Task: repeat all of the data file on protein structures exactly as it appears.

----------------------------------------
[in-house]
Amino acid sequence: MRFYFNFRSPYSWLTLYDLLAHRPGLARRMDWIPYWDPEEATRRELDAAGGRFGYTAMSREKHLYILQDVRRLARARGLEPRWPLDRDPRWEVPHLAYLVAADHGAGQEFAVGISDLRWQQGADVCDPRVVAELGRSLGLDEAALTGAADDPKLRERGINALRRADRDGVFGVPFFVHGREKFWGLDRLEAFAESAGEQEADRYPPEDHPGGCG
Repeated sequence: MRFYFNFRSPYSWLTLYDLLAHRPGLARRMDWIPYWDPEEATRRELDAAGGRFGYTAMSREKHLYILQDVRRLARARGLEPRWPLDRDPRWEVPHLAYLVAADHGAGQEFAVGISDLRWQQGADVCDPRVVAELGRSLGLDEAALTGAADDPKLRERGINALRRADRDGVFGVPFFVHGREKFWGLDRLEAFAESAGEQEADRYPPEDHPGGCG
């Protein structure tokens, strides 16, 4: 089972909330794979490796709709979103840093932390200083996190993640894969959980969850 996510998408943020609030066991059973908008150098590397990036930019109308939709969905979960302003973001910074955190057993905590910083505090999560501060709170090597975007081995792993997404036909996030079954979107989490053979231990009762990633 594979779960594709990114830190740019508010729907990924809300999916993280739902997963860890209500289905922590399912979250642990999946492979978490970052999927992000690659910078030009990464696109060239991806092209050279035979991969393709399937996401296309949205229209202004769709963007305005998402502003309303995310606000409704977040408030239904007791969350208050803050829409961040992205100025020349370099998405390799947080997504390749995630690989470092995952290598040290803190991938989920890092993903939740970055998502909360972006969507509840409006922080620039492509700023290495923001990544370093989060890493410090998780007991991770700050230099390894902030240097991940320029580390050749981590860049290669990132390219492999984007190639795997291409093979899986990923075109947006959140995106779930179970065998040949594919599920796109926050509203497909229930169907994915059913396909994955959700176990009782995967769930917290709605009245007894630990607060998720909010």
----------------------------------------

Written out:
[in-house]
Amino acid sequence: MRFYFNFRSPYSWLTLYDLLAHRPGLARRMDWIPYWDPEEATRRELDAAGGRFGYTAMSREKHLYILQDVRRLARARGLEPRWPLDRDPRWEVPHLAYLVAADHGAGQEFAVGISDLRWQQGADVCDPRVVAELGRSLGLDEAALTGAADDPKLRERGINALRRADRDGVFGVPFFVHGREKFWGLDRLEAFAESAGEQEADRYPPEDHPGGCG
Repeated sequence: MRFYFNFRSPYSWLTLYDLLAHRPGLARRMDWIPYWDPEEATRRELDAAGGRFGYTAMSREKHLYILQDVRRLARARGLEPRWPLDRDPRWEVPHLAYLVAADHGAGQEFAVGISDLRWQQGADVCDPRVVAELGRSLGLDEAALTGAADDPKLRERGINALRRADRDGVFGVPFFVHGREKFWGLDRLEAFAESAGEQEADRYPPEDHPGGCG
């Protein structure tokens, strides 16, 4: 089972909330794979490796709709979103840093932390200083996190993640894969959980969850 996510998408943020609030066991059973908008150098590397990036930019109308939709969905979960302003973001910074955190057993905590910083505090999560501060709170090597975007081995792993997404036909996030079954979107989490053979231990009762990633 594979779960594709990114830190740019508010729907990924809300999916993280739902997963860890209500289905922590399912979250642990999946492979978490970052999927992000690659910078030009990464696109060239991806092209050279035979991969393709399937996401296309949205229209202004769709963007305005998402502003309303995310606000409704977040408030239904007791969350208050803050829409961040992205100025020349370099998405390799947080997504390749995630690989470092995952290598040290803190991938989920890092993903939740970055998502909360972006969507509840409006922080620039492509700023290495923001990544370093989060890493410090998780007991991770700050230099390894902030240097991940320029580390050749981590860049290669990132390219492999984007190639795997291409093979899986990923075109947006959140995106779930179970065998040949594919599920796109926050509203497909229930169907994915059913396909994955959700176990009782995967769930917290709605009245007894630990607060998720909010």